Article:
I’m known to be a big fan of the Economic Commission for Europe, ECE in short. Not everyone shares my enthusiasm for their work and regulations. Well, they are mainly people who don’t like international regulations anyway and put the ECE in the same drawer with the EU, another organization they don’t appreciate very much. But the ECE is a UN organization and is older than the EU. The Commission includes representatives from many countries, including ones outside Europe, and from industry. They are constantly being bombarded with requests from all sorts of interest groups. And now from me, too. Here is my wish list for the members of the Commission:

Only parts marked with this symbol are allowed in cars.
  1. Restrict the luminance. When people feel dazzled, the reason is very often light-emitting surfaces that are too small. Here’s an example: the same amount of light from a headlight front the size of a dessert plate is considered less annoying than from a lens that is only a few centimeters across. That’s down to luminance. Of course we all learned at driving school not to look into the headlights of an oncoming car. But human nature means we still sometimes do it.
  2. Focus on the lights. Give designers the chance to run riot on other things. Who says that a radiator grille has to be so big that there’s hardly any space left for the lights? Or that an indicator clearly visible from the side is ugly? Who wants a stylish strip instead of two rear and brake lights? Certainly not you, so regulate it.
  3. Create reasonable repair methods. Like everything on a car, headlight lenses are subject to wear and tear. So far it’s been legally controversial whether and in what form repairing or refurbishing is allowed. Buying a new headlight for a lot of money only because of a scratched or dull lens is not possible or acceptable for everyone. You could prescribe that they have to be replaceable. With high-quality original parts instead of the inferior stuff that is offered on the internet, of course. The little extra cost for clips instead of glue wouldn’t ruin any car manufacturer. Or how about rules for professional refurbishing and products for it? Drivers and manufacturers of sensible parts would be grateful to you.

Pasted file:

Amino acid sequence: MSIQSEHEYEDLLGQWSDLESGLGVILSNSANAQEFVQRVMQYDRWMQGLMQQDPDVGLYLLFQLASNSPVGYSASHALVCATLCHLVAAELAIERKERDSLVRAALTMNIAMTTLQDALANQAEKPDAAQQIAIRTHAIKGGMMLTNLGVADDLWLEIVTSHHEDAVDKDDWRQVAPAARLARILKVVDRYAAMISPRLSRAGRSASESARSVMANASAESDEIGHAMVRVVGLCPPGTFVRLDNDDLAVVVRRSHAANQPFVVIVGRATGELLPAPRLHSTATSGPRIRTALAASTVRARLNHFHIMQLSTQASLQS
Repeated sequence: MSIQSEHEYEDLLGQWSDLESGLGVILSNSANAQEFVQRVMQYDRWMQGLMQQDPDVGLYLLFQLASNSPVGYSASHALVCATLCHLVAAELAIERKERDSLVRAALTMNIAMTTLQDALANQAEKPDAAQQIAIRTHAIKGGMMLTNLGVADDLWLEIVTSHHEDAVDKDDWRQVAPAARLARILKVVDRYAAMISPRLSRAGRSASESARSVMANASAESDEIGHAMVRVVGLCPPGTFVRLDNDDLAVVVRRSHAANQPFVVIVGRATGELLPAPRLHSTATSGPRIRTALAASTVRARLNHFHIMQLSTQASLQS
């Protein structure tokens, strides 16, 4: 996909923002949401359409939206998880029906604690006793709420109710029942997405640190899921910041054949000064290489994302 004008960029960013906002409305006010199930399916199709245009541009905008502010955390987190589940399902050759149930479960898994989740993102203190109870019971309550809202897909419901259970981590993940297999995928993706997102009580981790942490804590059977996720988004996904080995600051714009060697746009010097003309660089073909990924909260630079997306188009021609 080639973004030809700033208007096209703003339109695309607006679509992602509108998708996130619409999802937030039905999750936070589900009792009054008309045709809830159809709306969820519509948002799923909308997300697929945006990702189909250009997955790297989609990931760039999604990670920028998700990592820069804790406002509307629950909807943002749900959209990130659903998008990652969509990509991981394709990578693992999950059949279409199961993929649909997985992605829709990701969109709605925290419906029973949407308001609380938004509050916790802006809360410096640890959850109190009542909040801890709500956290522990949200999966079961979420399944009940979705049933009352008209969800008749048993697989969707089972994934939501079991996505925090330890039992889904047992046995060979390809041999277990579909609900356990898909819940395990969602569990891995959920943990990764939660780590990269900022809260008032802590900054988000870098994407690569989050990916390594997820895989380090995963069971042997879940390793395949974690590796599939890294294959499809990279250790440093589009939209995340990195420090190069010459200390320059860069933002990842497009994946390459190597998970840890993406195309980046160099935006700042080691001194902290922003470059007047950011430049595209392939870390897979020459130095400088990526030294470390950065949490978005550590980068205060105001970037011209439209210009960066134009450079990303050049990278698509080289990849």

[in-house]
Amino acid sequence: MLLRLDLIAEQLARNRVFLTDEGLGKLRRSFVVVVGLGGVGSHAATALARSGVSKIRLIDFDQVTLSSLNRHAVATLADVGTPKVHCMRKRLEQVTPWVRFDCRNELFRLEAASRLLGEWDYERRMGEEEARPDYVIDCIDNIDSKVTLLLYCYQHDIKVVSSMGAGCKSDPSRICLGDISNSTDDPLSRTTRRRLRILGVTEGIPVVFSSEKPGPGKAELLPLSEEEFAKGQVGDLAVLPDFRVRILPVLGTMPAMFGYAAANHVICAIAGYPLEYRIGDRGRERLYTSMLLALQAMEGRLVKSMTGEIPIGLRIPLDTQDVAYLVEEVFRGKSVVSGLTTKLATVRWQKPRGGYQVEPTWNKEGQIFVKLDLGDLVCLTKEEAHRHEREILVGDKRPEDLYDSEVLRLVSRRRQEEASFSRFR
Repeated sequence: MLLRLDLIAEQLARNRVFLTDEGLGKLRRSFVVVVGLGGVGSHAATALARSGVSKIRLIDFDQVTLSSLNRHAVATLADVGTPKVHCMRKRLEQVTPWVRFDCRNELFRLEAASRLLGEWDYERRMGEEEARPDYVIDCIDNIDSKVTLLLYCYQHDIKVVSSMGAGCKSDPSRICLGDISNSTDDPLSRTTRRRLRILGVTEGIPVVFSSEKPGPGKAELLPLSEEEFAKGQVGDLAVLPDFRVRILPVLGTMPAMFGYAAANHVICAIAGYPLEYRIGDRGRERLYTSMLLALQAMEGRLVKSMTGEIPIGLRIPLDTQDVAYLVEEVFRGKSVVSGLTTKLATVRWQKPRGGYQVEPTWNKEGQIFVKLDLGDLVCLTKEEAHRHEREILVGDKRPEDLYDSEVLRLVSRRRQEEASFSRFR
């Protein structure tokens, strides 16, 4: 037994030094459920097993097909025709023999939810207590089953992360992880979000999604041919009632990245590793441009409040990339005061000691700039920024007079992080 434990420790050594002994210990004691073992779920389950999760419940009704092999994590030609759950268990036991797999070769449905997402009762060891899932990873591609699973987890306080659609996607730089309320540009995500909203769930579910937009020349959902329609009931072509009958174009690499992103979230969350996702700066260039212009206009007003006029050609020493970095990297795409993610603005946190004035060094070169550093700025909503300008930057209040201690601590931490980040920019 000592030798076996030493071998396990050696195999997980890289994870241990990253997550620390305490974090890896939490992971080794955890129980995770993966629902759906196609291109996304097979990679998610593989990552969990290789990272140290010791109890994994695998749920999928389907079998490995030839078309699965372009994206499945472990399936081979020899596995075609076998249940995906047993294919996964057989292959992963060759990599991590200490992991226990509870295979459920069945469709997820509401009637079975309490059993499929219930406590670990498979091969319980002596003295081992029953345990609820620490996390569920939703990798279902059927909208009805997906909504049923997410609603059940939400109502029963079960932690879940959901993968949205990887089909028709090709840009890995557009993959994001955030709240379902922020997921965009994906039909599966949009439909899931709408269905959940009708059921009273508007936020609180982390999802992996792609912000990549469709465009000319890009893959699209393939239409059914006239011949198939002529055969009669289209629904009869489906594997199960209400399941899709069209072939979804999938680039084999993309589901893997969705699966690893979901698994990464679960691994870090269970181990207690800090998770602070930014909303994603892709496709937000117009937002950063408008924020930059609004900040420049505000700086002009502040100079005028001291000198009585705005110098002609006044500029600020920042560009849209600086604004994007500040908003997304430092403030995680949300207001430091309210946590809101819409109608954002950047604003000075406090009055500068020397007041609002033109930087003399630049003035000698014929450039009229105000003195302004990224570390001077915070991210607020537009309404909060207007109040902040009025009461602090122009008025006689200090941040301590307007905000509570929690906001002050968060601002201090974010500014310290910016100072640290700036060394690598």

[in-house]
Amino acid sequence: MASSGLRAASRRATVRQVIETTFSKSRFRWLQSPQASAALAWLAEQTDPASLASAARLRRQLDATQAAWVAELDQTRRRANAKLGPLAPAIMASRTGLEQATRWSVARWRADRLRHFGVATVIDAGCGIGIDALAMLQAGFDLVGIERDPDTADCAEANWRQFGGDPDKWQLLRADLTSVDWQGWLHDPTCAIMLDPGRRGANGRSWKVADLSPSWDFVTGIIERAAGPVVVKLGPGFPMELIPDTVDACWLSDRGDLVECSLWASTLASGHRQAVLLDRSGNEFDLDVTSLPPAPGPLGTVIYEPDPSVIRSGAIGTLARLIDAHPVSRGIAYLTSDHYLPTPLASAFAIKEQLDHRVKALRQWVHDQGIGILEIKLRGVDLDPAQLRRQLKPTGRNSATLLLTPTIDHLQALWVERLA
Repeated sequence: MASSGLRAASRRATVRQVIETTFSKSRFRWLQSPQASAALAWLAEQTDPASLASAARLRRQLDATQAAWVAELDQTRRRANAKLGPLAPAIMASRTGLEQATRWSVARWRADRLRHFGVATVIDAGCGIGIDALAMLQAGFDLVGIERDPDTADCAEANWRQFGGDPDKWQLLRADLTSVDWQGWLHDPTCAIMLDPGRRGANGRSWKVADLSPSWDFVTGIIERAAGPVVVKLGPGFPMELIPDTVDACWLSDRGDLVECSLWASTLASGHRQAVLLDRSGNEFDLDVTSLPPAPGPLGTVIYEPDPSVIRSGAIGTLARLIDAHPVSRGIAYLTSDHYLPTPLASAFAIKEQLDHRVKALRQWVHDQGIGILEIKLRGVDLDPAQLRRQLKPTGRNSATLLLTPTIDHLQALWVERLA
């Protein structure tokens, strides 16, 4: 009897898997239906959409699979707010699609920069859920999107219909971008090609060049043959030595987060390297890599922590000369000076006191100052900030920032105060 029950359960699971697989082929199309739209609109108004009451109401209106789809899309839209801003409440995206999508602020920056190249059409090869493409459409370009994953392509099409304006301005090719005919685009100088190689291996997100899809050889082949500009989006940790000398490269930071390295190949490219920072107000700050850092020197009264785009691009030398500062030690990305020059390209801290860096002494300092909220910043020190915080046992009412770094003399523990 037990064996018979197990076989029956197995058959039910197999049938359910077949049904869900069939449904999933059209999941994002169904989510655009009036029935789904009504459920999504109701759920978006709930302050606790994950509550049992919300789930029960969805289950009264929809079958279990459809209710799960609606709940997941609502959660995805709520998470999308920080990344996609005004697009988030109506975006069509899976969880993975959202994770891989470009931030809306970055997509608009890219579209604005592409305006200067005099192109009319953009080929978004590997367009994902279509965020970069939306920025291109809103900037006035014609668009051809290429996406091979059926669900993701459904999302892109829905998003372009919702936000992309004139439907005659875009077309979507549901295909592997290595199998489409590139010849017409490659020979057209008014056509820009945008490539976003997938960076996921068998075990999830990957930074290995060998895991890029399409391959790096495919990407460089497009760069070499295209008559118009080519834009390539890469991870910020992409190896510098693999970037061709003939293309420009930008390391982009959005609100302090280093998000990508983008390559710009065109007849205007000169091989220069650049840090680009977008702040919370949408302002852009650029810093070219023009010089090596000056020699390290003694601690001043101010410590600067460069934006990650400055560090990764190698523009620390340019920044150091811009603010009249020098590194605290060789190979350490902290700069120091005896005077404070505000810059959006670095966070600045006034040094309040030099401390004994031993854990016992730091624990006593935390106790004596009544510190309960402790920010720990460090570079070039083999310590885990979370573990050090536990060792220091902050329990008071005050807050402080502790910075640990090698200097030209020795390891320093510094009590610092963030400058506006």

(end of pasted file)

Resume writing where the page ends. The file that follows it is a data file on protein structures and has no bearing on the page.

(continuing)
4. Finally make a decision on retrofits. There are many excellent arguments for and against retrofits. I’m talking about LED light sources which are fitted in lights designed for incandescent lamps. The market is full of them and their suitability differs vastly – because there are no rules. Make some or say that retrofits remain banned. I could live with either.
  5. Nip it in the bud. The temptation is great. Someone in development or design has a more or less great idea and you regulators haven’t made a rule for it yet. But a friendly approval authority allows it nevertheless. Sometimes the majority of you don’t find that great at all. Why not fight against this retrospective rubber-stamping?

Typical for wish lists, certainly not all my five wishes will come true. But you could at least grant a couple to your fan, couldn’t you? Then I’d continue to defend you against unjustified criticism. Promise.

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